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Well, the day is finally at hand. On December 13th at 10:00am, I will graduate from Embry-Riddle and head home to Maryland looking for a job! It's been 3 and a half long years coming. Anyhow, I wish all incoming students all the best, and offer to them these words of encouragement. Keep at it, because it will be over before you know it!
Well, I didn't get all my time and certs/ratings at Embry-Riddle, but currently I am sitting at about 340 total time. Believe me. I am MORE than ready for someone else to pay for my flight time. It gets to be a real drag whipping out that plastic every time you go up.
Probablly 200 hours before I got to ERAU. But to be honest, most Riddle students graduate with around 275tt. I just got alot done before I got out here. And I gotta be honest, I saved a TREMENDOUS ammount of money doing it. But guess what, im graduating with the same Aeronautica Science degree that all the rest of them have. Hmm, kinda makes ya think eh?
Probablly 200 hours before I got to ERAU. But to be honest, most Riddle students graduate with around 275tt. I just got alot done before I got out here. And I gotta be honest, I saved a TREMENDOUS ammount of money doing it. But guess what, im graduating with the same Aeronautica Science degree that all the rest of them have. Hmm, kinda makes ya think eh?

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In my day there, the guys doing all the Air Science academics, but doing the flying elsewhere, say at North-Aire for example, received an "Aeronautical Studies" or "Professional Aero" degree. Is it still that way?
Yes Mike, the "cant hack it" guys are still called Aerospace Studies (ASP). But I did it differently. I got my Commercial and Instrument at Barksdale AFB, LA. Home of some Reserve A-10's actually. (the 47th I believe.) Anyhow, then I came to Riddle and took a "Transition" course called FA-341. Which basically meant that I had to prove to Riddle that I was indeed a Commercial Instrument pilot. And it sucked. But after finishing it, I "earned" the right to be considered an Aeronautical Science student. From there, I got my multi-engine in the Duchess and then completed the rest of my requirements. So in December I will graduate with a Bachelor of Science in Aeronautical Science (Professional Pilot). *sigh*
Yes Mike, the "cant hack it" guys are still called Aerospace Studies (ASP). But I did it differently.

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I wasn't necessarily referring to them as "can't hack it" types; most of them I knew could only barely afford the schooling for the degree, but didn't have the exorbiant amount of cash readily on hand to be able to partake in Riddle's flight courses.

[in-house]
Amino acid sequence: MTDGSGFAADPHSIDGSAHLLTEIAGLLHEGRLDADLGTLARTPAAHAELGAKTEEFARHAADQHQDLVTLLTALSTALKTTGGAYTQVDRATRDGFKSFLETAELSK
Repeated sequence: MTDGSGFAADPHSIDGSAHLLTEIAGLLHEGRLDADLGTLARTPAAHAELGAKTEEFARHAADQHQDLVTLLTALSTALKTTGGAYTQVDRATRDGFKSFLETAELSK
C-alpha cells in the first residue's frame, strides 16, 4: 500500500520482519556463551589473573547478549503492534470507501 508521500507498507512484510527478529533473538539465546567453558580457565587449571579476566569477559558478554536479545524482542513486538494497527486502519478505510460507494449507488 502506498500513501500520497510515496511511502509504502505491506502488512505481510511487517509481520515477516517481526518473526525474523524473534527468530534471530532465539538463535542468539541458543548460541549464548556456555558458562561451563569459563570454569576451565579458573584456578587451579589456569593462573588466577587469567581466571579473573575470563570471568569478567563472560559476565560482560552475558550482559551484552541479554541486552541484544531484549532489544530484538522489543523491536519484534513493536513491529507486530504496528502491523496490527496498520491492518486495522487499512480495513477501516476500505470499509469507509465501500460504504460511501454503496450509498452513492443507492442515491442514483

Which begs the question, why go to ERAU in the first place if you cant afford it? Fair enough though. I was a little out of line with the "cant hack it" comment. Skyschool and North-Aire however, have raised prices lately to compete with Riddle. The cost savings isn't so great anymore.
I am a senior in Daytona and wondering what you have for jet transition and was it requirement for grad in aero sci. Here we have the CRJ which will be up and going in spring. Prior to that we had the B1900 and 737. Just wondering cause you never mentioned it.
And then on another note, you mentioned that aero studies was for people that couldn't hack. Well I don't agree with that at all based on the fly off campus option. You can save a lot of money and still receive an Aero sci degree the only difference is the area of concentration. It is in a way a better option as to the fact that they have open electives where they can have 2 minors as well. Which gives them options. Just my .02. I am airline aoc but I also got all my ratings at riddle. I have about 210 hrs now and waiting on CRJ.
210 and waiting on a CRJ? Get in line buddy.
No Tazman. What part of what I said have you not understood??? If you fly off campus, you DO NOT get an Aeronautical Science degree. It is called aerospace studies, and there is a difference. There is only one way to still get an Aeronautical Science degree if you fly off campus. That is to take a transition course at Riddle. (FA-109, FA-341, or FA-399) Otherwise, you have to graduate as an ASP, or Aerospace Studies major. And like I said in my earlier post. I have no problem with that, and the "cant hack it" comment was wrong of me to say. But if you are gonna contest what I said.....get your story straight.
Yeah, I would have to say your comment on the "can't hack it guys" was in very poor taste.